Marketing

Nov 24, 2020

Segmenting Your Market: How to Define and Reach Your Target Market

A target market seems straightforward, and for the most part it is. But there are certain details that are important to narrow down in order to maximize your efforts. If you are going to take the time to learn about your audience, why cheat yourself out of the full experience?

What is a Target Market?

You have an audience. And off the top of your head you would think it makes the most sense to try to market to as many people as possible, right? Not exactly. Targeting everyone is targeting far too many. Think of your family. In pre-COVID you would all get together for the holidays to celebrate and enjoy each other’s company, and chances are that in most families there would likely be some bickering. Think of all the different personalities in just one family. Think of all your cousins and relatives and how their interests vary. You can give everyone at the table the same buffet options, but it is very unlikely that everyone will end up with the same exact meal on their plate. Everyone is not going to be interested in the same thing, and that’s okay.

So doesn’t it make more sense to cater to the group that you know is interested in what you have to offer? Narrowing down a more precise market will not only save you money, but your efforts will go further because you are marketing yourself to people that actually want to hear what you have to say. In more direct terms as defined by Bizfluent, market segmentation is the process of categorizing the market into different groups, while the target market is the market segment that a business is focusing on for a specific product or campaign.

Knowing who you are Marketing to

So how do you narrow down your audience? There are several factors that should be taken into consideration and they are all important.

  1. Identify who is currently interested in the service you are offering

    Chances are you already have followers, clients, or leads that are interested in the service you provide purely because they are genuinely interested. It’s important to take a look at who these consumers are. Asking questions is necessary, and to figure this out Inc.com suggests you take a look at:

    • Age
    • Profession
    • Location
    • Gender
    • Ethnicity
    when figuring out who is interested in your business. There are many factors you can look at when exploring the demographic of your leads and clients, including education and marital status as well.

  2. Decide who you want to gear your services towards

    Take a look at your current audience, is this who you want to market your services to? If the current leads are lining up with your goal, that is great and you should probably be the one writing about segmenting your market. If not, it may be wise to adjust your marketing strategy accordingly. Look at the difference between your current market and your target market, are they completely polarized or are they fairly similar? If the two groups are pretty similar, your marketing strategy may not need too much adjusting. Regardless, it is wise to look at these segmented audiences and figure out:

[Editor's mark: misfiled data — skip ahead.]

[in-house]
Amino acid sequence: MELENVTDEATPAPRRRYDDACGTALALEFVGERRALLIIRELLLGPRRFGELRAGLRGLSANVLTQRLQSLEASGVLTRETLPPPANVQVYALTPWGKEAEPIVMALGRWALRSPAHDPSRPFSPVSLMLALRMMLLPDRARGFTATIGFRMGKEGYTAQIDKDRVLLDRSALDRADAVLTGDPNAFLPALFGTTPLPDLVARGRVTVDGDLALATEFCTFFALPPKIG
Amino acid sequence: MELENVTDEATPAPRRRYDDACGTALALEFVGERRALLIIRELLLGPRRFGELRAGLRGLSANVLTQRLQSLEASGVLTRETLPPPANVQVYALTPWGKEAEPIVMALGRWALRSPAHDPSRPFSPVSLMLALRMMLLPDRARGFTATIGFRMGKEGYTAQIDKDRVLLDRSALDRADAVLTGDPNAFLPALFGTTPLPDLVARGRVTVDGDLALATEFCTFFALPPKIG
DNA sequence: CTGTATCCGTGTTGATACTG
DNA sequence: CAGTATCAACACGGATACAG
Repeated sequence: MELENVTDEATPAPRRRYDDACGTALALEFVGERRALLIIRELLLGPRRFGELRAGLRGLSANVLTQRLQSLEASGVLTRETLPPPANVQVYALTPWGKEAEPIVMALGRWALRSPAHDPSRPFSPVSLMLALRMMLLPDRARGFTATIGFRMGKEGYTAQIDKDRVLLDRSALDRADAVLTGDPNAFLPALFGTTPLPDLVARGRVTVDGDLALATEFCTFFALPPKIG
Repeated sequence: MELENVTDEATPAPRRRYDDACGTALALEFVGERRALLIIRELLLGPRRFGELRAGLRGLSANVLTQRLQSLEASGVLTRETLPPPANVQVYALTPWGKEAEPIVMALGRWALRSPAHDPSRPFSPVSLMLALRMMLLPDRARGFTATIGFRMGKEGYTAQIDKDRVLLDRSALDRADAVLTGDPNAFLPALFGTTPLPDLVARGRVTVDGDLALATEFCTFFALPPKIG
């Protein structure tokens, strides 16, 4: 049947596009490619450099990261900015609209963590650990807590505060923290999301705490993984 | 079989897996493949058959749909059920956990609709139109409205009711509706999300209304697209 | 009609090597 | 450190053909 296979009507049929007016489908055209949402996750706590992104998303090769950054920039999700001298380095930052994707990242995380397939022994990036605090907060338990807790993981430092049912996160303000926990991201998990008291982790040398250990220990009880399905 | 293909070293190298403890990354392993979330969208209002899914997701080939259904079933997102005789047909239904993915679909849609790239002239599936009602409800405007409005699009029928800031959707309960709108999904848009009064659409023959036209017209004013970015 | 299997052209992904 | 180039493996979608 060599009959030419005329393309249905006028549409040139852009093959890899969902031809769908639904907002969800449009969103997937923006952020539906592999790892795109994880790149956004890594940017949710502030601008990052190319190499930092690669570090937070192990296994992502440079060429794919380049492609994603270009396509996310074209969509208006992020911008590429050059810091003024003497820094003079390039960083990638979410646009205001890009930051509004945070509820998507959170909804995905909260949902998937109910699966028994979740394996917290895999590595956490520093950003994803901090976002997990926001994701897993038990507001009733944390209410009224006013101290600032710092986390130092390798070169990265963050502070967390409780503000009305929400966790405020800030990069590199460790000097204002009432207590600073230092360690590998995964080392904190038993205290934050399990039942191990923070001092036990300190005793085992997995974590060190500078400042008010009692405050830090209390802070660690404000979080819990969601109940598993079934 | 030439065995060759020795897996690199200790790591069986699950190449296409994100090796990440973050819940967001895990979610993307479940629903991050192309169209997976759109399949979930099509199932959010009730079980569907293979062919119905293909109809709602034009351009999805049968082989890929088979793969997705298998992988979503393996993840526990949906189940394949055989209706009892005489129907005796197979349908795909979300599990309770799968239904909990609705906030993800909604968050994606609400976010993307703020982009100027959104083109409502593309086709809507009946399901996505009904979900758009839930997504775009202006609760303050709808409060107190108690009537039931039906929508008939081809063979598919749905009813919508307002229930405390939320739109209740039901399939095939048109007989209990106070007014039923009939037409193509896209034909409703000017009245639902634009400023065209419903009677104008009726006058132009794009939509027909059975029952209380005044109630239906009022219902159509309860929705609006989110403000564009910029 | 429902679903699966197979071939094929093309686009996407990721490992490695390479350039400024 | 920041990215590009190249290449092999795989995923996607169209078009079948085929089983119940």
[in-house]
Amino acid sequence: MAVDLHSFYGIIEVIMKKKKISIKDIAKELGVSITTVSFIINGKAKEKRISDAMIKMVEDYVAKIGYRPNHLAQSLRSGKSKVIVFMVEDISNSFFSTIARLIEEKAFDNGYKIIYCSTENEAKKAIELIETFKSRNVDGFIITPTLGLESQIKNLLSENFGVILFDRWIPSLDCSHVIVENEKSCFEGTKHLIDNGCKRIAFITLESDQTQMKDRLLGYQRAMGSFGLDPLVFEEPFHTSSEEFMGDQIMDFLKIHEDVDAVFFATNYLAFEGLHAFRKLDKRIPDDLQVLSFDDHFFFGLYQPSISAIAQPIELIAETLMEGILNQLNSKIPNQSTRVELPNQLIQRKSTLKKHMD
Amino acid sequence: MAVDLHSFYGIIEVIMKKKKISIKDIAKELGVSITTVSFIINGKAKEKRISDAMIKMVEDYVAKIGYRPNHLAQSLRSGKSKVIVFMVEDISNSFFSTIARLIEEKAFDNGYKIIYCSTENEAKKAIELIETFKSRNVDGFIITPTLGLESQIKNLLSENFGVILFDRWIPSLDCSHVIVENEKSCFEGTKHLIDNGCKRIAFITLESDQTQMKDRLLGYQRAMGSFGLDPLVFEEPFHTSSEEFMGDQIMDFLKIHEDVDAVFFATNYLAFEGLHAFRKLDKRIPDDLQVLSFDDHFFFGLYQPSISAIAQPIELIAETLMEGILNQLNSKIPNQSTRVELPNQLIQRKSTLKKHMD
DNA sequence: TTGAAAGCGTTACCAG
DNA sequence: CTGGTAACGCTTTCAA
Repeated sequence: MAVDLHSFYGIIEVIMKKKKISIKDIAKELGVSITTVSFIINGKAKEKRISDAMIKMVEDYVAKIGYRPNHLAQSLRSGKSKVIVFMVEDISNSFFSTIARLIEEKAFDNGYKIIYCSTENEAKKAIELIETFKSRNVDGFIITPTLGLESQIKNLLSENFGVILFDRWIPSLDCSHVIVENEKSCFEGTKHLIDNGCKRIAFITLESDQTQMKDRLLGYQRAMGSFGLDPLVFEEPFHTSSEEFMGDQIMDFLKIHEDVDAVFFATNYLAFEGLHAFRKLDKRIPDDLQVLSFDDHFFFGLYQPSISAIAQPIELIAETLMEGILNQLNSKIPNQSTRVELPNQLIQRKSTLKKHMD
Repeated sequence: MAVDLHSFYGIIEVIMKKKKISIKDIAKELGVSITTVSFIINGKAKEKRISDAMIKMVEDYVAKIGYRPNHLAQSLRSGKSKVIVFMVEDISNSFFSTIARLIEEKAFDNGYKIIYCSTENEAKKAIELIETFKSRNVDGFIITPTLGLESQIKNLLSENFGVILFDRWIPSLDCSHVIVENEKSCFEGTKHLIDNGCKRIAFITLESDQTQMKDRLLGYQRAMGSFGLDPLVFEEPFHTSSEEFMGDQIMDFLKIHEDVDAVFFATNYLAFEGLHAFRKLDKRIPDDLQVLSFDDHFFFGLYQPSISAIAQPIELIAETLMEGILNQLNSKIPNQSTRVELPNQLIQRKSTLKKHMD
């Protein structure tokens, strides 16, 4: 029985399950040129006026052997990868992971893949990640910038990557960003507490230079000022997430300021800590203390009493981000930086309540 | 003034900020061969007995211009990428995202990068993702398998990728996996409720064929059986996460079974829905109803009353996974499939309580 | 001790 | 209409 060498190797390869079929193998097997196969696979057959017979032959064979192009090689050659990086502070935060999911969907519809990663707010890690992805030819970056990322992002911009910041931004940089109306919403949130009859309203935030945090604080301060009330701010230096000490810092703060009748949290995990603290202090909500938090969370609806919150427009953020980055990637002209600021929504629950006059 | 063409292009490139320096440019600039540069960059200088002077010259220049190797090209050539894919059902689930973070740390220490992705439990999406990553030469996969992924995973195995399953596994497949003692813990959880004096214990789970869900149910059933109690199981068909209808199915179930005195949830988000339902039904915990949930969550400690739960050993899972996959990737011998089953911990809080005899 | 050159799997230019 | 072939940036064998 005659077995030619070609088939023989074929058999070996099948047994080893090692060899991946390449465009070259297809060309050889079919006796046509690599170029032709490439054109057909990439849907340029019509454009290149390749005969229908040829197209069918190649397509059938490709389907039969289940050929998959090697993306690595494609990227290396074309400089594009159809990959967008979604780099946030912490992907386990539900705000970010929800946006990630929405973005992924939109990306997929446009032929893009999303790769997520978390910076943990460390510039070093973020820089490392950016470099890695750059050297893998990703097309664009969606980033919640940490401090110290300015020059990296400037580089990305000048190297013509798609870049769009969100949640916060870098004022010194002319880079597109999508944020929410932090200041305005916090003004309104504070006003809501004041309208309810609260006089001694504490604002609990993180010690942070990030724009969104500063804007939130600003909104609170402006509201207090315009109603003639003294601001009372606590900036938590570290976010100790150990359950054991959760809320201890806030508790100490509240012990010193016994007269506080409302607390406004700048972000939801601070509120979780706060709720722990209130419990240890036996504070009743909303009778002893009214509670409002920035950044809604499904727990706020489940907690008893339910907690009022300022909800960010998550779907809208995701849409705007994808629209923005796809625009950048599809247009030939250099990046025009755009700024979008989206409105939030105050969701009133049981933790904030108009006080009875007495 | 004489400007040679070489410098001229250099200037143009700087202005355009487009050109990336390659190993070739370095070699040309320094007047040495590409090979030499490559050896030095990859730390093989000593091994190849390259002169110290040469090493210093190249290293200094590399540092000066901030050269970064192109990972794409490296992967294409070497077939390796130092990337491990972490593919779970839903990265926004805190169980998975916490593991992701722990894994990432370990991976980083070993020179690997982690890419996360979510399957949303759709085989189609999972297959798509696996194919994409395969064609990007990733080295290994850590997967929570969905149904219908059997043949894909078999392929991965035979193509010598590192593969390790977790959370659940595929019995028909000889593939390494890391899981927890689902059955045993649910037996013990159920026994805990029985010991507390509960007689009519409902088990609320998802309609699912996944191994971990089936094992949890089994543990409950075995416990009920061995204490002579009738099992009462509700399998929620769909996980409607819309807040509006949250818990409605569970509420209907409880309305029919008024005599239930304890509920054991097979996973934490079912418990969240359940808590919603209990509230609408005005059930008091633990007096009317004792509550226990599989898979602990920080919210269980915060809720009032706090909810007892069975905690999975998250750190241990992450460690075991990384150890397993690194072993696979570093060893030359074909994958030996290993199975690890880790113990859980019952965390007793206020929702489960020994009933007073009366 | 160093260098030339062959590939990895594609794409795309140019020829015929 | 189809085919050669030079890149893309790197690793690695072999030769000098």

• What social media platforms do they use most?
    • What do they do in their free time?
    • What is a problem that they are currently dealing with?
    • How does your service solve that problem for them?
    • What sets you apart?
    Asking these questions while keeping in mind the previous factors (age, location, etc.) will help you better understand the demographic you are marketing to, assist you in creating a buyer persona, and bring to light where you should adjust your strategy moving forward.

Knowing where (and how) to Market

Different people have different buying habits, and this can depend on a variety of factors, such as the previously mentioned: age range, gender, location, educational standing, profession, and the list goes on and on and on… There are nuances to each segment. For instance, a baby boomer is much more likely to sit and read through all the content in this article than a gen-z consumer, who is going to go straight for the bullet points. The younger generation grew up on instant gratification and quickly updated subjects, giving them a shorter attention span.

Differences like this make it important to decide what kind of content you want to provide in order to entice your target audience. This makes the difference between writing an extensive blog post, or posting a thread of fast, eye-catching tweets. Here are some the facts to keep in mind, as provided by HubSpot’s 2020 Marketing Statistics article:

  • Around 43% of US adults get news from Facebook.
  • LinkedIn is the second most popular social media platform used by B2B (business to business) marketers, ranking only behind Facebook.
  • Over two-thirds of total Instagram audiences are 34-years-old or younger, as of April 2020.
  • Twitter is amongst the top three social channels used by marketers with the highest ROI (return on investment).

With all these tools, you’ll be able to segment your market, identify your target market, and adjust your strategy to increase return on investment. How can you lose when you are maximizing efforts and saving money?

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